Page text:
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Here is a photo of the floor I plan to install in my barn house. I have a great source for the wood, but it is all in "chunks" that are approximately 9"x11"x14". My (old) table saw blade doesn't raise high enough to easily cut even halfway through, my 12" miter saw won't accommodate them, I don't have a band saw (but might have to buy or borrow one), and I can't cut consistently enough with a chain saw. Is there an option I'm overlooking?

  • 3
    I noticed that you did not include handsaws. Consider how large your sawing arm will be when you are done. ;)
    – Ashlar
    Jun 30, 2016 at 0:42
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    Maybe contact a local mill, and see if they can resaw the wood for you? Otherwise, I'd guess that the only (safe) way of doing it is to buy/rent/borrow a larger bandsaw, and be prepared to eat a few blades.
    – PeteCon
    Jun 30, 2016 at 2:55
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    Slightly OT, but that's going to be a gorgeous floor!
    – FreeMan
    Jun 30, 2016 at 13:01
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    I'm not going to try to put an alternate Answer to @rob's because it covers so many good options, but if it were me I'd do all the rip cuts first which would make the cross-cutting a lot more straightforward. You don't mention the species of wood you have, as long as it's not something like ironwood you could probably reasonably do the ripping with a quality old rip saw, and the pieces you end up with should be thin enough in one direction to cut with your table saw. You could also do this the opposite way, but rip cuts require much less effort than sawing across the grain.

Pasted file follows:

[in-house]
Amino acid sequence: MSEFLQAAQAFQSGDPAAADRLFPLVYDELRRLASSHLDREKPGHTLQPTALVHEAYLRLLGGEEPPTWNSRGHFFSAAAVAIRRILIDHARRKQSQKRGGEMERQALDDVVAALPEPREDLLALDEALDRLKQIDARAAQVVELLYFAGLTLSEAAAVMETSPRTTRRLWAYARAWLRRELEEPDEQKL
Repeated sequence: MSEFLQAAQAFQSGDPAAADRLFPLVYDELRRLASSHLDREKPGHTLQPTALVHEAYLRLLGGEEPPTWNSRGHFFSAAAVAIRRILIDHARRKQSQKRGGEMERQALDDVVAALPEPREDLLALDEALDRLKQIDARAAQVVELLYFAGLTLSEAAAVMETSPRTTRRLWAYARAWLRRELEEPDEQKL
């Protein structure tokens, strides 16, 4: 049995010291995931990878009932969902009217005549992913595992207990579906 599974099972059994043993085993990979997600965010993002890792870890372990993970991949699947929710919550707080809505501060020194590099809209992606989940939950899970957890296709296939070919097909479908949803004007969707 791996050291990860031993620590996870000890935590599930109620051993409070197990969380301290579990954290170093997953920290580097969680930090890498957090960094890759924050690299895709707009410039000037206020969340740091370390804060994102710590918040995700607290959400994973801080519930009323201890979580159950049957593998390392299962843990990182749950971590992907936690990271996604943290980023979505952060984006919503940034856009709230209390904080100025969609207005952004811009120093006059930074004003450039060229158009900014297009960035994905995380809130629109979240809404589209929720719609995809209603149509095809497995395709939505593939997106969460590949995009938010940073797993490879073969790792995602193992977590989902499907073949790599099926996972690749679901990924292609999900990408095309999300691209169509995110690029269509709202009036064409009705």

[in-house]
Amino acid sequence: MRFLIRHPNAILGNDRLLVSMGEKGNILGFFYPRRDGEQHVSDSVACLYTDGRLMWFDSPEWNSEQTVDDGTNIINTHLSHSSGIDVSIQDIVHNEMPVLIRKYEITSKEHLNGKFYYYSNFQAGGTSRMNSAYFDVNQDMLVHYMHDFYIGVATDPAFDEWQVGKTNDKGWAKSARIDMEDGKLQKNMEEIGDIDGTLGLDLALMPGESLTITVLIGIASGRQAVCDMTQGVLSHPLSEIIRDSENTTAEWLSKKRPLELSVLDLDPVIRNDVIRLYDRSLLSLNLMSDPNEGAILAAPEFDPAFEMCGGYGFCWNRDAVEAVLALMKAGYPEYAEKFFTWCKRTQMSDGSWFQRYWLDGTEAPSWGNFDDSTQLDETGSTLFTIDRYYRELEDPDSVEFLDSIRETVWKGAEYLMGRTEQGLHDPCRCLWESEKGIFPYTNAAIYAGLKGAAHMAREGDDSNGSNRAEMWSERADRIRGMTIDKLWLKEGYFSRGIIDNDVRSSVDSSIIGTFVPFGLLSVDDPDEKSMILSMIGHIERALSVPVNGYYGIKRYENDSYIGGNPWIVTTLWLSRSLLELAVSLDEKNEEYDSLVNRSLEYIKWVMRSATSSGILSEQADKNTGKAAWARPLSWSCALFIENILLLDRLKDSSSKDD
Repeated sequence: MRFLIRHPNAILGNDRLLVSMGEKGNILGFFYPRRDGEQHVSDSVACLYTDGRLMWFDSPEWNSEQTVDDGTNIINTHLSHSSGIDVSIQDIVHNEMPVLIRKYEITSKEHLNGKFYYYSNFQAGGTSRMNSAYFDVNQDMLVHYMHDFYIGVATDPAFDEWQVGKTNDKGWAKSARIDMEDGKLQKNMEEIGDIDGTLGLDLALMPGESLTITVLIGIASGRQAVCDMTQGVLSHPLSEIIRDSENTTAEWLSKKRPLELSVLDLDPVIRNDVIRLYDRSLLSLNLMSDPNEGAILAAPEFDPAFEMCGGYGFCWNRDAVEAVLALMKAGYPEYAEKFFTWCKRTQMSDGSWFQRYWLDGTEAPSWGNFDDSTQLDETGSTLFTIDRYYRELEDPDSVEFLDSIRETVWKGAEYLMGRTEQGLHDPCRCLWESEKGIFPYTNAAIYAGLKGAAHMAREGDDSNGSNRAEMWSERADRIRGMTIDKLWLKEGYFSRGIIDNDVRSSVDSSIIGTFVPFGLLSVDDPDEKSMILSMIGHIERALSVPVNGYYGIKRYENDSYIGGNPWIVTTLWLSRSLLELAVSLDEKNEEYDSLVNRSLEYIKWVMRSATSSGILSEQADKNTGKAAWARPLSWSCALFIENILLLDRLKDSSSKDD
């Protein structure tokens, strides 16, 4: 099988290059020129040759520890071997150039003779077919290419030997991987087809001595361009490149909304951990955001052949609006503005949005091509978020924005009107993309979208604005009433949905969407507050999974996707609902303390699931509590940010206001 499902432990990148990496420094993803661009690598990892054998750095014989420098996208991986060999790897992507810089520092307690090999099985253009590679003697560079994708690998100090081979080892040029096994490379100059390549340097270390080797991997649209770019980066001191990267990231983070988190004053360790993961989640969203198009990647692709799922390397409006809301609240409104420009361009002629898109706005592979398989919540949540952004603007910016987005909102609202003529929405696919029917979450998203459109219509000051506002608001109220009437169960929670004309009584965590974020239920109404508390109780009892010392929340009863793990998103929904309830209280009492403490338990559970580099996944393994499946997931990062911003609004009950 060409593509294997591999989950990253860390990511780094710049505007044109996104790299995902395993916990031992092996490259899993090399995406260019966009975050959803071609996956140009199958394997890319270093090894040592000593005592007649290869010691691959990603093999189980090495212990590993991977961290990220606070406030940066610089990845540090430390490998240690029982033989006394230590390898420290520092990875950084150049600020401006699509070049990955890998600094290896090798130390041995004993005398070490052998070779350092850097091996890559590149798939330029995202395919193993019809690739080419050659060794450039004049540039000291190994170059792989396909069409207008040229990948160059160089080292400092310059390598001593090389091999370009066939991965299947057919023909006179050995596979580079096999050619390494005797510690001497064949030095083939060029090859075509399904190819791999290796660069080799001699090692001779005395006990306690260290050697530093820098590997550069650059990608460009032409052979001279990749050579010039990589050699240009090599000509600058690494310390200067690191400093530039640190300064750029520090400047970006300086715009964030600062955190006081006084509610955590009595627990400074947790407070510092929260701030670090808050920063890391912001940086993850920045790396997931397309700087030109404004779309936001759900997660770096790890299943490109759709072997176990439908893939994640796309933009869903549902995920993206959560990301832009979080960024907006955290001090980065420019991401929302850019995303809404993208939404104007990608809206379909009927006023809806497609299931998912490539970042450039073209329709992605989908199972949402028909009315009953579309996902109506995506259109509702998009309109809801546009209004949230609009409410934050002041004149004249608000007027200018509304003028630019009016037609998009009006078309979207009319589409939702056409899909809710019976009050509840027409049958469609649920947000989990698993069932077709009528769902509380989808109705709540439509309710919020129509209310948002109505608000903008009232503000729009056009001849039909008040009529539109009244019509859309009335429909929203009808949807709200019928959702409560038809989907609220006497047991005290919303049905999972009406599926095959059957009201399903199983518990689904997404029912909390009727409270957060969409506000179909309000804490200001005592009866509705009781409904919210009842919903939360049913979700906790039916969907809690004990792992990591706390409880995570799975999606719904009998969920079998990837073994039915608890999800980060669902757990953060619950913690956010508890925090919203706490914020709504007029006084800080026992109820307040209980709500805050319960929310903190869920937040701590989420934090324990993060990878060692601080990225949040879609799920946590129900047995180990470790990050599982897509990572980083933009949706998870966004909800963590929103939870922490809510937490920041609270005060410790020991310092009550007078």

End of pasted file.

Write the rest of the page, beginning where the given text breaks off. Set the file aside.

– Graphus
    Jun 30, 2016 at 14:53

1 Answer 1


Here are several options that come to mind:

  1. Cut smaller pieces
  2. Get a bandsaw with resaw capacity of at least 9" (many 14" or larger bandsaws either come stock with 11-12" resaw capacity, or can be upgraded with a riser block)
  3. Use a saw with a significantly larger circular blade
  4. Cut as deep as you can on both sides, then finish the job with a hand saw
  5. Use a chainsaw mill (aka Alaska mill)--basically a guide for your chainsaw. It will require a fair amount of cleanup but it will be much less than if you make the cuts freehand
  6. Have someone else with larger or more appropriate equipment cut the pieces for you--either hire a sawmill or make a new friend, perhaps someone in a local woodworking club.

As Ashlar semi-jokingly noted in a comment, you could use a handsaw exclusively, but that would not be a fast or easy task, especially if you want to crosscut the pieces as illustrated in the picture.

  • 1
    With a friend, spouse, relative, etc, a bucksaw could make quick work if we keep with the hand-power versus horsepower theme. Jun 30, 2016 at 19:02

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